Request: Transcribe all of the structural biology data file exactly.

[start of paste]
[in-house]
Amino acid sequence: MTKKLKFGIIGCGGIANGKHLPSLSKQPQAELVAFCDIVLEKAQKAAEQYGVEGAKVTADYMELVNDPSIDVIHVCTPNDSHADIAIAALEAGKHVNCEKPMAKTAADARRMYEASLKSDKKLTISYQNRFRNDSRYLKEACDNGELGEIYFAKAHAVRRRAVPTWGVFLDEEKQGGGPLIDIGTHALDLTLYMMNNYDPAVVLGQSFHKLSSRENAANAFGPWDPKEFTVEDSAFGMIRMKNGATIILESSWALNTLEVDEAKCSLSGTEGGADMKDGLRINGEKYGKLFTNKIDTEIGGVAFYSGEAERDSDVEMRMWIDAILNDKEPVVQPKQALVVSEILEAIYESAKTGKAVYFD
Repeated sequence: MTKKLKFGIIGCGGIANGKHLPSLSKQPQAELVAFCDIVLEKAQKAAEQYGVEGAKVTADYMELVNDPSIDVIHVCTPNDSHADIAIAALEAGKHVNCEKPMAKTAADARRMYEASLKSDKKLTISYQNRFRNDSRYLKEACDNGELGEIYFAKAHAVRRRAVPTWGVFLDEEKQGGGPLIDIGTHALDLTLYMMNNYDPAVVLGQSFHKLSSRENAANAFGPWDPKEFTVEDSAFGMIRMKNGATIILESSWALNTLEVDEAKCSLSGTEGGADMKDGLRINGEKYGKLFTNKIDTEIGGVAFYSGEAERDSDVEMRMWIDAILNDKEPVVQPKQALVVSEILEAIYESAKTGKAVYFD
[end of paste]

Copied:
[in-house]
Amino acid sequence: MTKKLKFGIIGCGGIANGKHLPSLSKQPQAELVAFCDIVLEKAQKAAEQYGVEGAKVTADYMELVNDPSIDVIHVCTPNDSHADIAIAALEAGKHVNCEKPMAKTAADARRMYEASLKSDKKLTISYQNRFRNDSRYLKEACDNGELGEIYFAKAHAVRRRAVPTWGVFLDEEKQGGGPLIDIGTHALDLTLYMMNNYDPAVVLGQSFHKLSSRENAANAFGPWDPKEFTVEDSAFGMIRMKNGATIILESSWALNTLEVDEAKCSLSGTEGGADMKDGLRINGEKYGKLFTNKIDTEIGGVAFYSGEAERDSDVEMRMWIDAILNDKEPVVQPKQALVVSEILEAIYESAKTGKAVYFD
Repeated sequence: MTKKLKFGIIGCGGIANGKHLPSLSKQPQAELVAFCDIVLEKAQKAAEQYGVEGAKVTADYMELVNDPSIDVIHVCTPNDSHADIAIAALEAGKHVNCEKPMAKTAADARRMYEASLKSDKKLTISYQNRFRNDSRYLKEACDNGELGEIYFAKAHAVRRRAVPTWGVFLDEEKQGGGPLIDIGTHALDLTLYMMNNYDPAVVLGQSFHKLSSRENAANAFGPWDPKEFTVEDSAFGMIRMKNGATIILESSWALNTLEVDEAKCSLSGTEGGADMKDGLRINGEKYGKLFTNKIDTEIGGVAFYSGEAERDSDVEMRMWIDAILNDKEPVVQPKQALVVSEILEAIYESAKTGKAVYFD